Musicscan: Did you have certain musical or aesthetic goals for the band?
Gentleman Reg: Just to be amazing! My goals for the live show are more about the energy and being aware that you're on stage. And that doesn't necessarily mean be all flashy; it just means give people something to look at. I always do dress up for shows, though, it makes me feel more like a performer and less like my quiet self.
Musicscan: What are some of your most important musical influences and how are the reflected in the album?
Gentleman Reg: Female singers are generally my heroes. I'm obsessed with voices also, so anyone with a distinct voice from Sinead O’Connor to Nina Simone to Feist to Liz Phair to Björk. That's generally what I take from people are vocal things, and then I twist them up and make them my own.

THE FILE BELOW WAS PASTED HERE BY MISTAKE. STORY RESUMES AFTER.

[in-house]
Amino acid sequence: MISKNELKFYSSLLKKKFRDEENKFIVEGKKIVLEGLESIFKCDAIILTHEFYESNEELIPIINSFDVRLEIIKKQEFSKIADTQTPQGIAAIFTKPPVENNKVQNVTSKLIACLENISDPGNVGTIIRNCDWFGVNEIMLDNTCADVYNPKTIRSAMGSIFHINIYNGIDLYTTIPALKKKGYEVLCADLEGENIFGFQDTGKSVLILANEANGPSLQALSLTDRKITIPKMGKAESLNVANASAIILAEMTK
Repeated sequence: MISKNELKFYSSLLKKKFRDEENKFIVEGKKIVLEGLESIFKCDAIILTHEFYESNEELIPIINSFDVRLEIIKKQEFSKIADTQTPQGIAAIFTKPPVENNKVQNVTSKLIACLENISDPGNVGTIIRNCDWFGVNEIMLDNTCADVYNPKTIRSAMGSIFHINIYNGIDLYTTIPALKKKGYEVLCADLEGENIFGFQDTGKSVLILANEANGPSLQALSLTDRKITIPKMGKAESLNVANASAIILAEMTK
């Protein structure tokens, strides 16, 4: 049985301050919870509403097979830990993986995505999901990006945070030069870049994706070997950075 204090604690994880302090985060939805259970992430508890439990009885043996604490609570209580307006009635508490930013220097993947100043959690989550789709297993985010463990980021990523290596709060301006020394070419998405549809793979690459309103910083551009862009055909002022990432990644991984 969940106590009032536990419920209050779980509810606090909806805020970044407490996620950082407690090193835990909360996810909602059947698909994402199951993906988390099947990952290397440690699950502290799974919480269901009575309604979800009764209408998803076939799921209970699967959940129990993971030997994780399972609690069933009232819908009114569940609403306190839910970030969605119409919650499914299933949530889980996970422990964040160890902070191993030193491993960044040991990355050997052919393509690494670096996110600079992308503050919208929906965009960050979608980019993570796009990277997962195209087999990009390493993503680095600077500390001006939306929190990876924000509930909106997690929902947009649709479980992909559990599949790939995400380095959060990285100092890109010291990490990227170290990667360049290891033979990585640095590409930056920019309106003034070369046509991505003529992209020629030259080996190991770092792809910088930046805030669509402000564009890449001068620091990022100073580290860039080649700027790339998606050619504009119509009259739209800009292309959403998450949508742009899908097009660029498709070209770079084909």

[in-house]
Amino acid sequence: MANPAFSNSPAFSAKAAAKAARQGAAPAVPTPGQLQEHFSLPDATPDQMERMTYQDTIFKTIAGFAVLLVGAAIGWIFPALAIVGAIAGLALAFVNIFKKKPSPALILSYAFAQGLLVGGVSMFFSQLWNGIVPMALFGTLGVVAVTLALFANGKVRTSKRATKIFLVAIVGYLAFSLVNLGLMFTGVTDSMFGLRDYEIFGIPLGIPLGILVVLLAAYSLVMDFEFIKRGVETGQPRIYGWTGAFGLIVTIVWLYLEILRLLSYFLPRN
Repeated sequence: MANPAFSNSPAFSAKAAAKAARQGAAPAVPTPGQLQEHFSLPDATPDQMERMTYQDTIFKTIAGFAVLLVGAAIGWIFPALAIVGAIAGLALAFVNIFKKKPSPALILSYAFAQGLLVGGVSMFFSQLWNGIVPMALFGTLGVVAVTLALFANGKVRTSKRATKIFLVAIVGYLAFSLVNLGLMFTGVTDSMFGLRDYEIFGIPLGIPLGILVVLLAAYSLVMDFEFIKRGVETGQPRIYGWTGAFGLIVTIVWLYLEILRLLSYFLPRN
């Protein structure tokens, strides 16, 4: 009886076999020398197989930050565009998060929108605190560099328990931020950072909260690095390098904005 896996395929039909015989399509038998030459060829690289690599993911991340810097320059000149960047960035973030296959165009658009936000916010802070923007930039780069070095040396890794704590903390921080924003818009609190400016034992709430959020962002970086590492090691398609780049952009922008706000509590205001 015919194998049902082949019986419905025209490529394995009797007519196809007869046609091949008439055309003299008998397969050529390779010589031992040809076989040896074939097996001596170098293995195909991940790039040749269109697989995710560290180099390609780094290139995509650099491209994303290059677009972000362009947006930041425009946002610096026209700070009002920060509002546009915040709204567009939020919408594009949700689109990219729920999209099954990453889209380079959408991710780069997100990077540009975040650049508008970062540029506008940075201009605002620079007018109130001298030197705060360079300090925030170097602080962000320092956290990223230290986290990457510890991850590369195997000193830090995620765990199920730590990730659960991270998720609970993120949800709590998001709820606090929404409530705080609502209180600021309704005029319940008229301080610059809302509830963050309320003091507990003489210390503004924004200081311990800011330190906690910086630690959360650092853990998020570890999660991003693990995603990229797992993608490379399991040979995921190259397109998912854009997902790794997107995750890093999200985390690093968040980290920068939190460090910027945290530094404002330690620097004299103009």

Musicscan: What makes for the perfect song in your opinion? Have you ever achieved something like a perfect song in your opinion? How would you define a perfect song?
Gentleman Reg: No, I haven't written the perfect song. But I think I've come close. And I judge that by how people respond to things. So when a song does really well live I know it's striking a chord with people and therefore must be a good song. A perfect song? I'm not sure. I certainly hear a lot of songs that I wish I’d written, though. There's one on the new Metric record called “Stadium Love”, I wish I had written that.
Musicscan: What is the difference between art and entertainment in your opinion?